Canadian Manufacturing

Shell becomes first firm to remove lead from light aircraft fuel

Regulatory approval process now underway to bring lead-free Avgas to market, according to Shell

December 3, 2013  by Canadian Manufacturing Daily Staff

LONDON—Shell said its aviation division has developed a lead-free fuel for aviation gasoline (Avgas), making the firm the first major oil company to do so.

A regulatory approval process is now underway to bring to market a replacement for one of the last common transportation fuels to contain lead.

According to Shell, its researchers have been working on the lead-free Avgas for the last 10 years, the product spent the last two months undergoing testing by a pair of original equipment manufacturers working in the light aircraft and helicopter industries.

“We believe that with industry support, a stringent approvals process can be completed for this new lead-free product within a short time-frame,” Shell Aviation vice-president Xinsheng Zhang said in a statement.


Avgas currently includes lead in its formulation to meet fuel specifications and boost combustion performance (known as Motor Octane rating).

Shell said it has developed an unleaded Avgas that meets all key Avgas properties and that has a Motor Octane rating of over 100, an industry standard.

To get to this stage, Shell Aviation technologists carried out an intensive internal laboratory program, including in-house altitude rig and engine testing.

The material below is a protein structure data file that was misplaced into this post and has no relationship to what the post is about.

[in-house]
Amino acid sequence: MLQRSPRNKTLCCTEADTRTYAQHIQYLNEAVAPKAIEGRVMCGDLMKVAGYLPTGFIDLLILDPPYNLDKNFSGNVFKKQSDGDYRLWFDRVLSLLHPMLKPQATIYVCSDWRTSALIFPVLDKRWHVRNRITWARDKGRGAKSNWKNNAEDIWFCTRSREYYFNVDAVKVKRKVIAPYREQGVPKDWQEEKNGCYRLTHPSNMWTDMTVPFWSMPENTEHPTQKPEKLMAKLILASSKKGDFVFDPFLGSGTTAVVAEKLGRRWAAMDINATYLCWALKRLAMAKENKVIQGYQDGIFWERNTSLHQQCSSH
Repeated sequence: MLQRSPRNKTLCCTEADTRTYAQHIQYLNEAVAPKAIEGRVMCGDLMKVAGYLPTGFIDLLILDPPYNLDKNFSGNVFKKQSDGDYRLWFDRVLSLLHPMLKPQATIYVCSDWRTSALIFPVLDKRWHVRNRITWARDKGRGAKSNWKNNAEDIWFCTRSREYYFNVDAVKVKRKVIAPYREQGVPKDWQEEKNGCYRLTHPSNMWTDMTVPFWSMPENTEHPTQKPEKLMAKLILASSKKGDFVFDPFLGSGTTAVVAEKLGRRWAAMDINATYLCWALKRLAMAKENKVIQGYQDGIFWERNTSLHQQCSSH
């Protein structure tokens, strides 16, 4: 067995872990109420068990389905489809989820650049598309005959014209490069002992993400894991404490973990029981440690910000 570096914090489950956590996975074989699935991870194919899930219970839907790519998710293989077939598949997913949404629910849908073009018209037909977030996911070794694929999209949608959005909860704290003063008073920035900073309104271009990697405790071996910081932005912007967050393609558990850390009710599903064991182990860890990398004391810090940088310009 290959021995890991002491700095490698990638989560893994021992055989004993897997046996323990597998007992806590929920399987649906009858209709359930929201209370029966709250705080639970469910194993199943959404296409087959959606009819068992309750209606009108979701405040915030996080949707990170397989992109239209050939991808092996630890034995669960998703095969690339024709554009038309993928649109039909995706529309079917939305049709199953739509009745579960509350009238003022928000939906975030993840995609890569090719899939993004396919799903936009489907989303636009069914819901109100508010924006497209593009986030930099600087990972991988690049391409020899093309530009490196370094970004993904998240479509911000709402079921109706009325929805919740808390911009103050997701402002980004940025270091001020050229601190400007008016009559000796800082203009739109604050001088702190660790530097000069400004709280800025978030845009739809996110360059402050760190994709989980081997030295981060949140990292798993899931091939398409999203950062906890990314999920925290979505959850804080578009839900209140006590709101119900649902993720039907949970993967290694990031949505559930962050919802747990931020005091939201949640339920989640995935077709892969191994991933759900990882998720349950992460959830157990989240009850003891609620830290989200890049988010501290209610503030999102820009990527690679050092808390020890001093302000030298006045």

Working alliances were then formed with aviation engine manufacturer Lycoming Engines and light aircraft manufacturer Piper Aircraft Inc. in order to test the fuel outside of the Shell labs.

“Piper Aircraft is pleased to participate with Shell and Lycoming in this feasibility flight test program,” said Piper vice-president of engineering Jack Mill.

“Recently, we successfully flew an experimental non-production Piper Saratoga with Shell’s new formulation for about an hour. We appreciate the opportunity to work with Shell and Lycoming in this preliminary investigation of the technologies, which could in several years lead to flying unleaded fuel in our production airplanes.”

Shell will now engage the aviation industry, regulators and authorities, including the U.S Federal Aviation Administration, American Society for Testing and Materials (ASTM) and European Aviation Safety Agency (EASA) to achieve approvals for the unleaded Avgas.

Shell expects to also work with other OEMs to continue the testing and refinement program as the approvals process progresses.

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